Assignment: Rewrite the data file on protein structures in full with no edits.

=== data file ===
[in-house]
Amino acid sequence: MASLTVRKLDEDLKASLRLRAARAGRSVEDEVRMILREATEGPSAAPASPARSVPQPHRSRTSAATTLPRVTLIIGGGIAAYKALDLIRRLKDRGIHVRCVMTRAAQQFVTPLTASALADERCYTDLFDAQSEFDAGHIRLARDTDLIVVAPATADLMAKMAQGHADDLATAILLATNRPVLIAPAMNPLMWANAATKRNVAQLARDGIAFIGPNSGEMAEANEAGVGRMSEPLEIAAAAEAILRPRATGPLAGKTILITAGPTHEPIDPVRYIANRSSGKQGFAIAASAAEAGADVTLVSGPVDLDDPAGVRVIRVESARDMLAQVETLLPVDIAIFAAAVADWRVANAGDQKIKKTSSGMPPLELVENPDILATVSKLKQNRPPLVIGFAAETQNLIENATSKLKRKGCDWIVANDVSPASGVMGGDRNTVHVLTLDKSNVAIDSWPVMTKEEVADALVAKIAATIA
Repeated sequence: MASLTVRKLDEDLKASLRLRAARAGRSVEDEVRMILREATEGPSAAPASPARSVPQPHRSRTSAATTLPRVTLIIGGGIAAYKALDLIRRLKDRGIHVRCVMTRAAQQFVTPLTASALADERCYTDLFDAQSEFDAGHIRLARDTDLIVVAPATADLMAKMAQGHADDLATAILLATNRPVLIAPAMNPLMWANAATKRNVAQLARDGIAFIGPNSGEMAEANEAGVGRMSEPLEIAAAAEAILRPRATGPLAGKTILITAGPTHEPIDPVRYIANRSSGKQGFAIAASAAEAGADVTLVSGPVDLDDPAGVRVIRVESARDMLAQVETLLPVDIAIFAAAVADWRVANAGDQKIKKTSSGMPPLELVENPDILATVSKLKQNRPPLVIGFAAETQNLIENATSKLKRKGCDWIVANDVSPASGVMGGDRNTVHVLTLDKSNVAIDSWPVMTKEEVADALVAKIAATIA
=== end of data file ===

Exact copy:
[in-house]
Amino acid sequence: MASLTVRKLDEDLKASLRLRAARAGRSVEDEVRMILREATEGPSAAPASPARSVPQPHRSRTSAATTLPRVTLIIGGGIAAYKALDLIRRLKDRGIHVRCVMTRAAQQFVTPLTASALADERCYTDLFDAQSEFDAGHIRLARDTDLIVVAPATADLMAKMAQGHADDLATAILLATNRPVLIAPAMNPLMWANAATKRNVAQLARDGIAFIGPNSGEMAEANEAGVGRMSEPLEIAAAAEAILRPRATGPLAGKTILITAGPTHEPIDPVRYIANRSSGKQGFAIAASAAEAGADVTLVSGPVDLDDPAGVRVIRVESARDMLAQVETLLPVDIAIFAAAVADWRVANAGDQKIKKTSSGMPPLELVENPDILATVSKLKQNRPPLVIGFAAETQNLIENATSKLKRKGCDWIVANDVSPASGVMGGDRNTVHVLTLDKSNVAIDSWPVMTKEEVADALVAKIAATIA
Repeated sequence: MASLTVRKLDEDLKASLRLRAARAGRSVEDEVRMILREATEGPSAAPASPARSVPQPHRSRTSAATTLPRVTLIIGGGIAAYKALDLIRRLKDRGIHVRCVMTRAAQQFVTPLTASALADERCYTDLFDAQSEFDAGHIRLARDTDLIVVAPATADLMAKMAQGHADDLATAILLATNRPVLIAPAMNPLMWANAATKRNVAQLARDGIAFIGPNSGEMAEANEAGVGRMSEPLEIAAAAEAILRPRATGPLAGKTILITAGPTHEPIDPVRYIANRSSGKQGFAIAASAAEAGADVTLVSGPVDLDDPAGVRVIRVESARDMLAQVETLLPVDIAIFAAAVADWRVANAGDQKIKKTSSGMPPLELVENPDILATVSKLKQNRPPLVIGFAAETQNLIENATSKLKRKGCDWIVANDVSPASGVMGGDRNTVHVLTLDKSNVAIDSWPVMTKEEVADALVAKIAATIA